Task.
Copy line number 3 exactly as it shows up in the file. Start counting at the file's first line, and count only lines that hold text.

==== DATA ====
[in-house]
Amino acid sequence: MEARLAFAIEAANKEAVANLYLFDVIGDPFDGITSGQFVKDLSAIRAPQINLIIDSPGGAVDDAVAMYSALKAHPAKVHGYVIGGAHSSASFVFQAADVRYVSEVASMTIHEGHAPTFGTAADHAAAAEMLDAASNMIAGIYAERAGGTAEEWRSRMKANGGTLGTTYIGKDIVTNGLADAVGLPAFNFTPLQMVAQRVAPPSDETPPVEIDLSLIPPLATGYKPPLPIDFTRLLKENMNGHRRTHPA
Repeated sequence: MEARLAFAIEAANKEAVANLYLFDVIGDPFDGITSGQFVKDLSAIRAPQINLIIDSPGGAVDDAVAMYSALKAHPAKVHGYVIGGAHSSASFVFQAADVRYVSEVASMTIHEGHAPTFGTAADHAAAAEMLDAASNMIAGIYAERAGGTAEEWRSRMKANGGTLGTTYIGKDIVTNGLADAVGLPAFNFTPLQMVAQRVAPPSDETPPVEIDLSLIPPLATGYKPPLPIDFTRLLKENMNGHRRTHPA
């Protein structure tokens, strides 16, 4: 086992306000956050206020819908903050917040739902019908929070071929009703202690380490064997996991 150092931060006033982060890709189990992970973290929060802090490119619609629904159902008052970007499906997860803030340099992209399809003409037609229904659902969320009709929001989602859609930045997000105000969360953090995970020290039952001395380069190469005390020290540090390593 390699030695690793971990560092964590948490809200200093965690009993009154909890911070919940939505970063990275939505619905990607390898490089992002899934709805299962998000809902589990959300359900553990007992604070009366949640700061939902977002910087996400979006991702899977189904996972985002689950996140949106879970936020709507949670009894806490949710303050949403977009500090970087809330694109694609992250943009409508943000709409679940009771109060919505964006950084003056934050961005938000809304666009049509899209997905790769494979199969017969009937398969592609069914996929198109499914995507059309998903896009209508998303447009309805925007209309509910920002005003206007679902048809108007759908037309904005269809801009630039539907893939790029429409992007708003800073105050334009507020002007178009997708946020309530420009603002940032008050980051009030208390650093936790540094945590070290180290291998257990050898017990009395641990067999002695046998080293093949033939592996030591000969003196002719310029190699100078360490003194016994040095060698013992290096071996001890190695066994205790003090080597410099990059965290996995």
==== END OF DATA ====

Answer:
Repeated sequence: MEARLAFAIEAANKEAVANLYLFDVIGDPFDGITSGQFVKDLSAIRAPQINLIIDSPGGAVDDAVAMYSALKAHPAKVHGYVIGGAHSSASFVFQAADVRYVSEVASMTIHEGHAPTFGTAADHAAAAEMLDAASNMIAGIYAERAGGTAEEWRSRMKANGGTLGTTYIGKDIVTNGLADAVGLPAFNFTPLQMVAQRVAPPSDETPPVEIDLSLIPPLATGYKPPLPIDFTRLLKENMNGHRRTHPA